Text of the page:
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Reptiles found in the Kruger – The Brown house snake

Brown house snake
Adult brown house snake. 
Brown house snakes are one of many species of African house snakes found across sub-Saharan Africa. They are medium in size and non-venomous with a variety of patterns and may be striped, spotted or even solid in colour. African house snakes are sexually dimorphic, meaning that females grow to be larger than their male counterparts, with females reaching up to 783 mm and males up to 656 mm in length.  

Brown house snakes are light brown to reddish brown in colour and darken with age on top while their underparts are an off white colour. There are two distinctive pale yellow streaks running across each side of the head from the tip of the snout through the eye but do not run down more than a third of their body length. 

African house snakes, as mentioned are found throughout sub-Saharan African, are able to adapt and live in a variety of habitats. They are referred to as ‘house’ snakes due to often being found settled under stones or in rocky areas of gardens and in the homes of people. These snakes live in underground borrows, scrublands, woodlands, savannah and mountainous areas.
African house snakes that have ventured from the wild are often very nervous if approached by humans and will try to slither away in response. Brown house snakes and their relatives are said to make good pets and make for the perfect first choice of snake for a beginner.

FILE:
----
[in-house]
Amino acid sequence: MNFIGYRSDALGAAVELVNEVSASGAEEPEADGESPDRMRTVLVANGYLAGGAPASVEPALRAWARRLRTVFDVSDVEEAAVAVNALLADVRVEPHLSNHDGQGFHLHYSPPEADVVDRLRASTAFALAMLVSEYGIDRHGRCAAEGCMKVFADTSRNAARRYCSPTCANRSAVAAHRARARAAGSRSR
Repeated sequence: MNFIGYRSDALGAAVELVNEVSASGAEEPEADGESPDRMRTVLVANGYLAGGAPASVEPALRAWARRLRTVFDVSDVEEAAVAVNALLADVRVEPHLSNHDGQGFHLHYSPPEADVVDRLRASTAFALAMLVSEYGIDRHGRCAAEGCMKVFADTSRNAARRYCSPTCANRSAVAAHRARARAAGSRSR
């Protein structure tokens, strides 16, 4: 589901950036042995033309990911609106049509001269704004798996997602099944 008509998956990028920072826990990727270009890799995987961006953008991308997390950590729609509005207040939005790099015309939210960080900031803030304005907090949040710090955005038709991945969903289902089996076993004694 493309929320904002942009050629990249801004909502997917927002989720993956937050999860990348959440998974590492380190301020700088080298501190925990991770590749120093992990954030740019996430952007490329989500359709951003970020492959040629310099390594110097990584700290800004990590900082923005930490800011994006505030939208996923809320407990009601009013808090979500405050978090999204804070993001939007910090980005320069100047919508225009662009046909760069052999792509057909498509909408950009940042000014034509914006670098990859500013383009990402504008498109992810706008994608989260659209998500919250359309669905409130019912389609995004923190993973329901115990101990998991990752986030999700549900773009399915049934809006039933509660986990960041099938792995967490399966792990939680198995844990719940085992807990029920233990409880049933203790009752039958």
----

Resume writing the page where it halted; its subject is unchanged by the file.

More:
Some may become aggressive during feeding, eating all the food for themselves and preventing others from feeding. In some cases, ravenous hatchlings will eat their smaller brothers and sisters, so it is suggested that all hatchings are best kept apart.

Brown house snake
Juvenile brown house snake. 

Adult brown house snakes eat mostly rodents but will also feed on frogs, lizards and birds while juvenile snakes eat lizards and geckos.
These snakes are powerful constrictors; able to snatch rodents in their jaws before unleashing a strong and deadly grip around the prey. Once the rodent is no longer alive, the grip is released and the unfortunate victim is eaten head first.  


House snakes lay up to 16 eggs in the summer month among vegetable debris or compost, on average 2 months after mating. Females usually stop eating after the first month of gestation and begin a shed cycle before laying her eggs 5 to 10 days later. Hatchlings take between 60 and 75 days to develop within the egg before hatching. When born, hatchings are around 20 cm in length and begin to shed within a week of leaving their eggs.

Did you know?

Those that prey on brown house snakes are larger snakes and birds of prey. 

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